Lastly, I ditched the big leg o’ mutton sleeves in the original pattern and made some pretty layered lace ones inspired by a late 19th century Charles Frederick Worth gown.  I used two different styles of lace in slightly different colors, one for the outer and innermost sleeve layer and the other for the middle layer.  Here’s one sleeve, layers sewn together and ready to be basted into the armhole:

Simplicity 4078 lace sleeves

And here’s the finished bodice:

Simplicity 4078 bodice 06

One sleeve is slightly longer than the other, but that can be easily fixed in post-production…right? Right?

Then there’s the skirt – 7 gores all sewn together, with gathering in the back to fit the waist. In case you are wondering, this is a metric crap-ton of fabric. To make things worse, the right side of my poly satin facing looks almost identical to the wrong side, so I ended up underlining two of the biggest pieces incorrectly and had to seam rip the whole dang thing, flip the facing and re-baste. I did not sound like a Victorian lady that day.

After finally correctly underlining each piece with the same white muslin used for the bodice to add a bit of heft (and to be PC) and then sewed them all together with a placket between the back two pieces that I secured with a very un-PC metal snap. Sorry, no pics, I forgot to take them. Maybe someday I’ll edit this post and add one.

Here’s a pic of the mostly finished bodice and the skirt:

Simplicity 4078 bodice skirt

The skirt is slightly longer in back because it’s designed to be worn with a bustle pad, traditional for the 1890s.  I didn’t make one, and instead I took a cheap short crinoline and pinned it back to create more fullness on top of my butt. It worked out ok, but as you can see the skirt is still a little too long in back:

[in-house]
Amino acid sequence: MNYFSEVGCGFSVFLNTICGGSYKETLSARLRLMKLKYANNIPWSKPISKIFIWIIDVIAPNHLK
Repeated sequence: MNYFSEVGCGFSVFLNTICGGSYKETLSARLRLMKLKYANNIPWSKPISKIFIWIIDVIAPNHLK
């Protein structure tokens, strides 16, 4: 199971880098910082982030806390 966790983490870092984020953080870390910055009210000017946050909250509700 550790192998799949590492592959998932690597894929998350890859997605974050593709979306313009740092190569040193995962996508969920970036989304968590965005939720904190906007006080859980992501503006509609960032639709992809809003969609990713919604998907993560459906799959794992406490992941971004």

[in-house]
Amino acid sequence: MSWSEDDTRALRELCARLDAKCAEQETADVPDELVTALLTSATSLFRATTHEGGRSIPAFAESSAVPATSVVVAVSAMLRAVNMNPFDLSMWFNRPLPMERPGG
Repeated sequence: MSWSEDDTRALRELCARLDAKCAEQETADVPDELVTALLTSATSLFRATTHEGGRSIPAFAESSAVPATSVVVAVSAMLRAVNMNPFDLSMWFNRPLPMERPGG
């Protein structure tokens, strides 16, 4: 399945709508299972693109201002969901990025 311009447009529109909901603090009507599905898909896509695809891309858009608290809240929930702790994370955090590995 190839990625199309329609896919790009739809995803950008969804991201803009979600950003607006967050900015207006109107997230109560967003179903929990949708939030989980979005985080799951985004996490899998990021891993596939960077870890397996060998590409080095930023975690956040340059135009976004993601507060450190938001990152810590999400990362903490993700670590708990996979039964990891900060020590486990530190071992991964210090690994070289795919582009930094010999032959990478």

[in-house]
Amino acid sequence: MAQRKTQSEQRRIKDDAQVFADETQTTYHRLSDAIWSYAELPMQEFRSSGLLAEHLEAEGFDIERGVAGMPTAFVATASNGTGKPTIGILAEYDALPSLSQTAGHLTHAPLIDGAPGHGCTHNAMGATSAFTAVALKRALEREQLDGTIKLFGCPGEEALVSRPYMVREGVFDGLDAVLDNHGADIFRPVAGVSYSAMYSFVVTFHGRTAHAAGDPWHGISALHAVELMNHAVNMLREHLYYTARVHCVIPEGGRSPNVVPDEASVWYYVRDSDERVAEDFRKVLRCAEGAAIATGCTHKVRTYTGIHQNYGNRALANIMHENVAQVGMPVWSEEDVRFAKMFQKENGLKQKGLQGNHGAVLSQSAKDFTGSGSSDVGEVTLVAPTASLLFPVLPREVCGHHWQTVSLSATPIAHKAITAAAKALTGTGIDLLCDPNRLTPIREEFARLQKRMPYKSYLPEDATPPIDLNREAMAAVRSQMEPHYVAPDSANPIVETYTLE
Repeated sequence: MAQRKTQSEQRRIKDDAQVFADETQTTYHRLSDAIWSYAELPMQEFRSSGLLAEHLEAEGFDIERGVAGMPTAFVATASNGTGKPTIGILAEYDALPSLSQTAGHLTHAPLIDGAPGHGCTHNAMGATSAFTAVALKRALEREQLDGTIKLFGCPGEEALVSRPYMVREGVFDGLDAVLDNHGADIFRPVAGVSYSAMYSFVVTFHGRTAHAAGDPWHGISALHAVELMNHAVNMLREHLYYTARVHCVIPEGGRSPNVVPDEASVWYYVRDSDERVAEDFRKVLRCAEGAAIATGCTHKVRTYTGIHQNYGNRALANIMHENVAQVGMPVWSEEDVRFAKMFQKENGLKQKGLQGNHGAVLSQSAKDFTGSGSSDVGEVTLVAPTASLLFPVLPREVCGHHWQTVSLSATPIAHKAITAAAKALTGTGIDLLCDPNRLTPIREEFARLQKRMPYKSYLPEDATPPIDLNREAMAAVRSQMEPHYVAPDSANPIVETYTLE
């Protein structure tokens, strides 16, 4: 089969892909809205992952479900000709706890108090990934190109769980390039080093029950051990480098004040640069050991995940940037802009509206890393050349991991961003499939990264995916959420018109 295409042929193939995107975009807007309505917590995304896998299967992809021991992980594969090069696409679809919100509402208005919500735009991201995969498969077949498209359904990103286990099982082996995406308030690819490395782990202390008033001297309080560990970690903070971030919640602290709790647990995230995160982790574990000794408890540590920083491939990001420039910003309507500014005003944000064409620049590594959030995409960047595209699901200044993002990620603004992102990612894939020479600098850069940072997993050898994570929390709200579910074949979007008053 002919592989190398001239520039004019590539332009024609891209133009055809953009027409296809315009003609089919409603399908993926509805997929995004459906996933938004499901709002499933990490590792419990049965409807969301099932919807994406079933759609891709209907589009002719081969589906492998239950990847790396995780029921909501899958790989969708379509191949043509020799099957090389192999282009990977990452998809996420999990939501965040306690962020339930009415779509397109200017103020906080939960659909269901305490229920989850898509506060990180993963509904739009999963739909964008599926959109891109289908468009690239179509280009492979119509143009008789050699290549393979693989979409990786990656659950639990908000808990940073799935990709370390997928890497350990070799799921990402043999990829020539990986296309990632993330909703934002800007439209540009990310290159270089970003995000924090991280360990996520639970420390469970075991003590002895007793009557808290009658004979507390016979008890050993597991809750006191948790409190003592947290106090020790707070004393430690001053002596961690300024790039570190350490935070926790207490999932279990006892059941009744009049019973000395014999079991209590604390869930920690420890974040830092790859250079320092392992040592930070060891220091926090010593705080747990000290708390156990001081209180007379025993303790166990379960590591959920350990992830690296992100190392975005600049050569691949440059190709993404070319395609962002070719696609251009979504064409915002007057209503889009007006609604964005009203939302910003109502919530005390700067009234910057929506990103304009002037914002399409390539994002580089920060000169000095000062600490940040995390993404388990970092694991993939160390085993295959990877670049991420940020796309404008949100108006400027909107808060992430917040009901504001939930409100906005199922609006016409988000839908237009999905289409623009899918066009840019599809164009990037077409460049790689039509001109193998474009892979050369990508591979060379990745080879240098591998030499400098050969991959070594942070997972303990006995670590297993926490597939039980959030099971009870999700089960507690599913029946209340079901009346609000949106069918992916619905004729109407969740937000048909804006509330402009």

Simplicity 4078 fake bustle padSimplicity 4078 skirt 01

I think what I really need is a full-length petticoat to fill out the entire skirt from top to bottom. I will probably make Truly Victorian 170 next.

Well, that’s pretty much it!  Here are a few shots of the finished outfit, accessorized with a somewhat PC hairstyle, not so PC   jewelry and vintage gloves:

Simplicity 4078 finished 01  Simplicity 4078 finished 02

Pendragon Desree Dress – Part 1

I went to the LA Renaissance Faire two weekends ago and while I was there I took the time to browse the costume stalls, as I usually do. The fanciest and priciest outfits belong to a vendor called Pendragon Costumes. I’ve been looking for a relatively easy costume for a while, and I noticed a particular outfit called the Desree Dress that looked pretty simple:

It’s basically a bodice sewn to an open front skirt with an underskirt. How hard could that be? I noticed theirs had no lining and boning only alongside the front grommets. That’s ok, I’m not so bad at doing lined bodices and adding boning to seam allowances.

I started with Butterick 5757 for the skirt, which I’ve worked with 3 times thus far with great results, allowing for an extra 6 inches of width along the fold so that the piece would wrap around partways in front like the Desiree picture. I cut two pieces so that one could be used as lining.